The Modern Language Association held a panel discussion of professors who were critical of Zionism and Israel and sympathetic of the Palestinian effort to create a Palestinian state. The four professors focused on the origins of the Balfour Declaration and the creation of the Jewish state of Israel.
Nabil Matar, a professor of English, History and Religious Studies at the University of Minnesota-Twin Cities, criticized British Christians’ link between Zionism and Christian “restoration.” Restoration, in his words, describes how Jews will be restored to the Holy Land of Israel in accordance with Christian biblical prophecies. British Christians “identified ‘restoration’ as Zionism” and the British could not contradict this Christian doctrine, said Matar. He continued, “Numerous English writers became addicted to” the end-of-the-world biblical prophecies, such as when “Christ will destroy their enemies, the papists, the Catholics [etc].”
“Thus,” Matar said, “was born the call of ‘restoration’ of Jews to Palestine” and he said it was “disingenuous” because “Christian doctrine never spoke of ‘restoration.’” Matar claimed that “restoration” was found only three times in the Christian Bible and the “militaristic disciples” asked Jesus Christ about restoring the kingdom by force. His second “disingenuous” reason was that the Christians “appeal to ‘restorationism’ by British Christian writers…was intended to rid England of whatever Jewish population there was.”
The defeat of naturalization in the United Kingdom is an example of “the most telling anti-Jewish ‘restorationism.’” James Balfour, the British foreign secretary who wrote the Balfour Declaration to help create the Jewish state of Israel, believed religion was equal to philosophy. Matar called it silly to conflate the two, and said Balfour was “a Zionist” and an “imperialist.” This “ruse” was the “conflation of Zionism and ‘restorationism.’” Then, the “British government began to confront the benign” non-Jewish populations and it began the “gullible restorationism” of the United Kingdom.
Mounira Soliman, an English professor at American University in Cairo, said that the Balfour Declaration pointed “to the Jewish Zionist efforts” and “the Palestinians were mostly unaware of it and therefore had to deal with its outcomes.” She said, “A modified version drafted by the Zionist committee…it is not surprising that the Arabs distrust[ed]” the British and Jews. The drafting process did not include Arabs, Soliman said. She continued, “This foreign group make, quite literally” a land of their own and “various actors [U.S. and the U.K….prefer to deal with others than dealing with the Palestinians.”
The Balfour Declaration “do not feature the perspectives of the Palestinians” and she lamented, “not much is written about the Balfour Declaration as such, giving a sense that there is not much out there.” She noted, “The topic is certainly a part of Palestinian [popular] culture.” However, most references are literary and not popular culture.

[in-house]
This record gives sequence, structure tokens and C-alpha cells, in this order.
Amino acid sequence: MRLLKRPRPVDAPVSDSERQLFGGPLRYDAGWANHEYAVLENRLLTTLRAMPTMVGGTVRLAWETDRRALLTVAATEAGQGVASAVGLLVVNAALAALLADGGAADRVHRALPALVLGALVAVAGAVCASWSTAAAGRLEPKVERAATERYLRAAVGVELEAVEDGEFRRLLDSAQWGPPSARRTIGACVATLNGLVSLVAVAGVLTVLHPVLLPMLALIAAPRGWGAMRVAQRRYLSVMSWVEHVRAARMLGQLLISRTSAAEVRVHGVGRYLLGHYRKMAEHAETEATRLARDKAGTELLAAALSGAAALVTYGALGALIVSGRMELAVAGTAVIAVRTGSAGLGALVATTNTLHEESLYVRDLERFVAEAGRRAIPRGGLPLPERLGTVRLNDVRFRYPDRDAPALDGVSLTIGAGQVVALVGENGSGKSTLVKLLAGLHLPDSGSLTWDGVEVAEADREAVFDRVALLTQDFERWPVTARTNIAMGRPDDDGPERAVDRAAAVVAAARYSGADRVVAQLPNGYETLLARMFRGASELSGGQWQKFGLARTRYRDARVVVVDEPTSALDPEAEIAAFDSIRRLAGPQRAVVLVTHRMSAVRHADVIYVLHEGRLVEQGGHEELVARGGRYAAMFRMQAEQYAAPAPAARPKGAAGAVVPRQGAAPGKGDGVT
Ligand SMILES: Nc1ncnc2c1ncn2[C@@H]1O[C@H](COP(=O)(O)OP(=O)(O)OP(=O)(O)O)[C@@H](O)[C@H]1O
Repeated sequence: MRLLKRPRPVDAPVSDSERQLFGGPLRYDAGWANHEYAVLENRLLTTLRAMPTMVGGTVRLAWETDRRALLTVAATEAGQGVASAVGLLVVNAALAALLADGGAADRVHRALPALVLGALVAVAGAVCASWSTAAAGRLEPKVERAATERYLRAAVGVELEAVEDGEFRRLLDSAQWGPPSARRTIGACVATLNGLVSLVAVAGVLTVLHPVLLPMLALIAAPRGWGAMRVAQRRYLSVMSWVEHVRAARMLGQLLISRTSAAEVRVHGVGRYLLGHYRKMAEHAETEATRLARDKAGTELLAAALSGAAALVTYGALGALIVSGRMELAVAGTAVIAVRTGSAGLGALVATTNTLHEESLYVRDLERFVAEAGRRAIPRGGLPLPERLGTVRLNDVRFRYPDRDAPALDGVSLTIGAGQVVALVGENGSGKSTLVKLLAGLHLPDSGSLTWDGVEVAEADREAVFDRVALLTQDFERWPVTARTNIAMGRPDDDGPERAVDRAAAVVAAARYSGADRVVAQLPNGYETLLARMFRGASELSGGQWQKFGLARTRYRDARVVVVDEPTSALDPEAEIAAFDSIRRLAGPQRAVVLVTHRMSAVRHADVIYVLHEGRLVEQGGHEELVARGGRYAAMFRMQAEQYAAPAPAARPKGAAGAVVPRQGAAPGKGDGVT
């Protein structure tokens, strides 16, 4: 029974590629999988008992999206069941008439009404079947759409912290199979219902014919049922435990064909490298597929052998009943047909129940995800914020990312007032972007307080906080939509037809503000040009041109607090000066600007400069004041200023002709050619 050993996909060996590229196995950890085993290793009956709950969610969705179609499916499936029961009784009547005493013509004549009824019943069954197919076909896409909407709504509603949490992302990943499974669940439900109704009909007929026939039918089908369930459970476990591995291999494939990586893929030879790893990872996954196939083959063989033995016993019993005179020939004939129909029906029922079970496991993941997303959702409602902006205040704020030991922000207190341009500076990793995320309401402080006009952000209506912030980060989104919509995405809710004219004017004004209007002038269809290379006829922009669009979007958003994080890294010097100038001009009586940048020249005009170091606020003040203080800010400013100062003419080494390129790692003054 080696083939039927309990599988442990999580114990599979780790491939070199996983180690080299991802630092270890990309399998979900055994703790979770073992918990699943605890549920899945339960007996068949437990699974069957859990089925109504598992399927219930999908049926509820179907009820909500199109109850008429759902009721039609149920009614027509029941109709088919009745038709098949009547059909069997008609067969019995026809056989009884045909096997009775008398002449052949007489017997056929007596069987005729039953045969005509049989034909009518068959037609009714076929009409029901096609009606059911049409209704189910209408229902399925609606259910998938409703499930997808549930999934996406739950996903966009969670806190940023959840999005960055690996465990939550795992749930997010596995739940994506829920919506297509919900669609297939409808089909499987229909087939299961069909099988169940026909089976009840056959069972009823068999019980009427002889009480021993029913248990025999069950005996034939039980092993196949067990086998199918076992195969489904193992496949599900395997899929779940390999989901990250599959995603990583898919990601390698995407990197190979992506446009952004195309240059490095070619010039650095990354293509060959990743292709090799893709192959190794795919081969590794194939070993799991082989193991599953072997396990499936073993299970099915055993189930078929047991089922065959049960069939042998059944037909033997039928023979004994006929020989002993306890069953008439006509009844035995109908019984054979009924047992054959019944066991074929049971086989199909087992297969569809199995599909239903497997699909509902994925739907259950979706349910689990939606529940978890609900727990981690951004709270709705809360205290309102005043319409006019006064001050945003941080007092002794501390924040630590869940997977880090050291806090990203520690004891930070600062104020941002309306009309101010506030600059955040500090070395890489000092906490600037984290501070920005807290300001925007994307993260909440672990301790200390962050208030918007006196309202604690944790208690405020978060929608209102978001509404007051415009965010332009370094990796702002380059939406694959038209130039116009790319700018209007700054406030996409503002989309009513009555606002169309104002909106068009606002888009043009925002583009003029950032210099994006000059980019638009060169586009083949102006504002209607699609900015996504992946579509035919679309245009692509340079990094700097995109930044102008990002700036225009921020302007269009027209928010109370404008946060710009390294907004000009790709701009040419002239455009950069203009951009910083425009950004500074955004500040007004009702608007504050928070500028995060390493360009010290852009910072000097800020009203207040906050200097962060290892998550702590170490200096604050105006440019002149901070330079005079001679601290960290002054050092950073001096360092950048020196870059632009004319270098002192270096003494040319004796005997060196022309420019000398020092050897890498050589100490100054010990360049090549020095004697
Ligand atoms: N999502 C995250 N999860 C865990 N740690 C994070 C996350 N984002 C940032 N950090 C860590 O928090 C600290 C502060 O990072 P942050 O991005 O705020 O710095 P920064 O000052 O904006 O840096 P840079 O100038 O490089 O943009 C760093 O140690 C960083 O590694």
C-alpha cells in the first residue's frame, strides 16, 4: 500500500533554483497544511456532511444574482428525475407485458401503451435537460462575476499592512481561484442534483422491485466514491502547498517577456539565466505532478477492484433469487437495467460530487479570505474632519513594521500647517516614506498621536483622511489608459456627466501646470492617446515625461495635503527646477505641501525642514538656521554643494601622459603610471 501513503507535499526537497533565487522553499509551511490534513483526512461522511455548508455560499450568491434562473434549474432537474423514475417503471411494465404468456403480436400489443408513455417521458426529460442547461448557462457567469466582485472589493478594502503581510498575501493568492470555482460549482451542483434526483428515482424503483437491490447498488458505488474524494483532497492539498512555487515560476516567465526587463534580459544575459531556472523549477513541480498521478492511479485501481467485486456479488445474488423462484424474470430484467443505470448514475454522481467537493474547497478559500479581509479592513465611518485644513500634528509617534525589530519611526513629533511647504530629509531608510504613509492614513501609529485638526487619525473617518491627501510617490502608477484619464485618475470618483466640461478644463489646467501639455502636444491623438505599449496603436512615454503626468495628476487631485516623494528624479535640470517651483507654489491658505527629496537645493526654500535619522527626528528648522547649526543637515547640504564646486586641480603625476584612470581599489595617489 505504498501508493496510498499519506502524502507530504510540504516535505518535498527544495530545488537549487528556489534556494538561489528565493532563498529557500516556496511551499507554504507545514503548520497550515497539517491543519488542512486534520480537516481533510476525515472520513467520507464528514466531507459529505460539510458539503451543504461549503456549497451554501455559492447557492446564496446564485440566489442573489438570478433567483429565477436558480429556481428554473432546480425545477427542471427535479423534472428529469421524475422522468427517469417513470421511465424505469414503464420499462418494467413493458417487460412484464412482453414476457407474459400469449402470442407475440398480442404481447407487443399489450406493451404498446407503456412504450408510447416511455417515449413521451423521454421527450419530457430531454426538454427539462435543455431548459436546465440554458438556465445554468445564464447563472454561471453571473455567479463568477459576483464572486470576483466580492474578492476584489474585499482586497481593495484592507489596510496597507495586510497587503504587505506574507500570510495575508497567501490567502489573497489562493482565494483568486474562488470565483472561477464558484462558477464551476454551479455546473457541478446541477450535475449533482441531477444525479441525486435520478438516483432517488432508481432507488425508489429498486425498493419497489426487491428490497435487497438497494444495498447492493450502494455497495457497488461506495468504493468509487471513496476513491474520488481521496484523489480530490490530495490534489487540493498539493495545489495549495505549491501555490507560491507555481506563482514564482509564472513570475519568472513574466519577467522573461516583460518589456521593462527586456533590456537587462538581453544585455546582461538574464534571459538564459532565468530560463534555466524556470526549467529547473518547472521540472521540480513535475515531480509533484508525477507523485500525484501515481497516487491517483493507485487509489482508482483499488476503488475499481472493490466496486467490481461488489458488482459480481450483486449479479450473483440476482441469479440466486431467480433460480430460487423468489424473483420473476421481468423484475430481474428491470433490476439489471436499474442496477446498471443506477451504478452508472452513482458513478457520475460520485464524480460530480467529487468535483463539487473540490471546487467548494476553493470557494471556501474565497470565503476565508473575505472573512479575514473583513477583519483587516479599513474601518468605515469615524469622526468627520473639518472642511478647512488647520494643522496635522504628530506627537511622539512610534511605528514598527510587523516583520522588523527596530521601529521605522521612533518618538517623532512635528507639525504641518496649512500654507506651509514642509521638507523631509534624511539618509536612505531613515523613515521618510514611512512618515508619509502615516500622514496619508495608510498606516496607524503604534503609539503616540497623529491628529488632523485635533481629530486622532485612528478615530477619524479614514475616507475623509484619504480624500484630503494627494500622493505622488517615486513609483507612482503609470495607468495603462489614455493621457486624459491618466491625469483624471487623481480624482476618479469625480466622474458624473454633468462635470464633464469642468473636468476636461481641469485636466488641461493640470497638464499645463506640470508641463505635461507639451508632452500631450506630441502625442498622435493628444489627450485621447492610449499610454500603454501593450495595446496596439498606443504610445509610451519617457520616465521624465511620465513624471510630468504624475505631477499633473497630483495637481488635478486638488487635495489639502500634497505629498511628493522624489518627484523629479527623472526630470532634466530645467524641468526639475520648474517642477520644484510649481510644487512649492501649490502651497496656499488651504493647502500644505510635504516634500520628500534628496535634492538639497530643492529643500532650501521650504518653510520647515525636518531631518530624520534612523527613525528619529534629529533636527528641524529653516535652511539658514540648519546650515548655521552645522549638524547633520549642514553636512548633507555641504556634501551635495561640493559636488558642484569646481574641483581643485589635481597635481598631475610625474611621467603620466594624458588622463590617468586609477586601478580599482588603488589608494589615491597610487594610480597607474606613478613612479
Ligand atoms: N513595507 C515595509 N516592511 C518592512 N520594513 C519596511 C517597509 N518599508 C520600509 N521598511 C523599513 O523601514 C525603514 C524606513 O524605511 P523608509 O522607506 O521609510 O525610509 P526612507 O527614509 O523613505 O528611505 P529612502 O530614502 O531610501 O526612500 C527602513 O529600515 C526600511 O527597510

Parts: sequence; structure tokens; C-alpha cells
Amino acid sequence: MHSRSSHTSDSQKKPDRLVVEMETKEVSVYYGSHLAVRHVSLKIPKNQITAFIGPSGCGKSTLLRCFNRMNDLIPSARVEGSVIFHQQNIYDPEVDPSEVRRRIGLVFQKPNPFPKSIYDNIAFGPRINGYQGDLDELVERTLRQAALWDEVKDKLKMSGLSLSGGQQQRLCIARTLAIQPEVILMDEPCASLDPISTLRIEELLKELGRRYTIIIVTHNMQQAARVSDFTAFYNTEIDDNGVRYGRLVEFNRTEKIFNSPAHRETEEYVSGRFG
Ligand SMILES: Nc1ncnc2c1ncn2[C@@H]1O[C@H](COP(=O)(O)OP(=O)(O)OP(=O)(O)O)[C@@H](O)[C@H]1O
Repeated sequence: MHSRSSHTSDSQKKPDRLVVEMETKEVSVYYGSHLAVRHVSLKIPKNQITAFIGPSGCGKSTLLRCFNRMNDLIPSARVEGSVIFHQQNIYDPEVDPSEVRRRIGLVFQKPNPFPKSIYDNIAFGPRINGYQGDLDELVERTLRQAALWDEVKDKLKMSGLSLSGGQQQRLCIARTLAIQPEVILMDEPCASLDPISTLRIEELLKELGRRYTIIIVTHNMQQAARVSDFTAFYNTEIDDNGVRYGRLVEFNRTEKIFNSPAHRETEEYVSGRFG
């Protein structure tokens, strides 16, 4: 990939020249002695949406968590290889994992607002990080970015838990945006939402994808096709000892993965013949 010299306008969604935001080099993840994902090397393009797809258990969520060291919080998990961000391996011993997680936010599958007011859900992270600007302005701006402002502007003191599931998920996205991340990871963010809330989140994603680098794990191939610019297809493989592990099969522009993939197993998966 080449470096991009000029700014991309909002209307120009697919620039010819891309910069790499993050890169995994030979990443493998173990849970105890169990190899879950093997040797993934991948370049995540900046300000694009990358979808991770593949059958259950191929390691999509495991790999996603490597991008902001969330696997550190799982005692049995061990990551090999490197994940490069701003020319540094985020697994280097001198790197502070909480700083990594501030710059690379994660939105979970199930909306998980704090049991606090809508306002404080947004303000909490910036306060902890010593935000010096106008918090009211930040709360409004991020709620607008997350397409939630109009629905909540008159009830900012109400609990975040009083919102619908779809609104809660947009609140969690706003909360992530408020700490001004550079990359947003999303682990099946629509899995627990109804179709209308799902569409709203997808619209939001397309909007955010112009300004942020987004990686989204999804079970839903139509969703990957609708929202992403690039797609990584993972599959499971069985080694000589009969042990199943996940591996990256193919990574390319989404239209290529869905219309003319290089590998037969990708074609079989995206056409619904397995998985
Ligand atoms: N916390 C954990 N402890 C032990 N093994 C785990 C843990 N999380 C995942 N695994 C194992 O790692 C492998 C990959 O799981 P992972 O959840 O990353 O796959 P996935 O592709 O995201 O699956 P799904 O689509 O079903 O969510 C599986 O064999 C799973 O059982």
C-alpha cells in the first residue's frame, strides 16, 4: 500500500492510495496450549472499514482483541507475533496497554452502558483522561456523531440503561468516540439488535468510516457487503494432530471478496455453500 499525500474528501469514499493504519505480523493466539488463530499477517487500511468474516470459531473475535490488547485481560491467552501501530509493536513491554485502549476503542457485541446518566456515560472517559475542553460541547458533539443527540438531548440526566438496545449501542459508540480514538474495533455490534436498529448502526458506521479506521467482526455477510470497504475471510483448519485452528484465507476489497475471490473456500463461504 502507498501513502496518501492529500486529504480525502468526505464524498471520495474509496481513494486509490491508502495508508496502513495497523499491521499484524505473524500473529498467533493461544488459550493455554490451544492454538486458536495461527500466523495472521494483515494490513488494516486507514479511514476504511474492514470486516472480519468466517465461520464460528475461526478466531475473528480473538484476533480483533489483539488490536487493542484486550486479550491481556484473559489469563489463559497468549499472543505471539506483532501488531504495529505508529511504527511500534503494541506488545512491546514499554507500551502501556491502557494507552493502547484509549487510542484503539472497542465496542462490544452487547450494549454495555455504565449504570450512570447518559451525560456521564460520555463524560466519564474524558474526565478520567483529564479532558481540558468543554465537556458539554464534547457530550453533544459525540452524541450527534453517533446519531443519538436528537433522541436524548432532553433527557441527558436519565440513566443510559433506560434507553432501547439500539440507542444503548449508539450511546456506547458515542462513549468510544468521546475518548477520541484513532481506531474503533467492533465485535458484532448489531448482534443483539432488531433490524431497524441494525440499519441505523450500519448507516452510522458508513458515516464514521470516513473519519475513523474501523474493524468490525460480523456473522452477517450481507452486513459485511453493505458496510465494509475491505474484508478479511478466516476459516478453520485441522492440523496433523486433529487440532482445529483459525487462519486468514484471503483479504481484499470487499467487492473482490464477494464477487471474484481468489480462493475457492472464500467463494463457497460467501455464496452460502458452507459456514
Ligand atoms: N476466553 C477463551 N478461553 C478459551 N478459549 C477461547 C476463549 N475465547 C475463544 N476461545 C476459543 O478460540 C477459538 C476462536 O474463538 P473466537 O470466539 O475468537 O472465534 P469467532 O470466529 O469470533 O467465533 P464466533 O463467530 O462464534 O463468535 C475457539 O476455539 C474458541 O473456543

Hani Bawardi, associate professor of history at University of Michigan-Dearborn, outlined the Palestinian side of the Balfour Declaration. Bawardi claimed that Zionism “traveled like lightning” and some of the top motivations for Zionism were “religious feelings” and “economic greed.” He noted that the Balfour Declaration was designed to protect economic interests because it was to “protect France’s and the British’s largest investment in the Suez Canal.” He continued that the West and its rich financiers wanted to “drag the U.S. into World War One” and a congressional investigation “was shut down.” The West’s control of the League of Nations ended up “dividing Syria under the mandate” from the organization, Bawardi said. He claimed, “The cause of the trouble was mass immigration and loss of land by Palestinian peasants” in Syria during their civil war in 1925 and that “Syrian nationalist identity was soon absorbed by Arab nationalism.”
Mark Bayer, a Texas-San Antonio assistant English professor, compared William Shakespeare’s “Merchant of Venice” to the Balfour Declaration. Specifically, he said, “The infamous ‘pound of flesh’ in Shakespeare’s ‘Merchant of Venice’” is the comparable example. He said that the issue is both “communities already convinced of the veracity of their claim” and “both the British and the Zionists appear to deploy the same language.” He said that Zionism was “politically and militarily intertwined” for the British. But, the “pound of flesh” is a “rhetorically powerful Shakespearean metaphor” that led to the “iron law or use of irresistible force to reach Zionist demands.” Bayer warned, “These are words not to be forgotten by Arabs.”
“Zionists,” Bayer said, “were able to appropriate Arab land” through this Shakespearean “pound of flesh” metaphor. He claimed a Zionist leader “took the Balfour Accord from Great Britain.” He pointed out the differences between Zionists and the Palestinians, “we only disagree on the interpretation and the fairness of the declaration.” He added, “Israel wants to strip the remaining flesh from the occupied territories.” The “Merchant of Venice” character Shylock, in Bayer’s opinion, “represents cruel authority,” now, post-Holocaust, “demanding what is rightfully his.”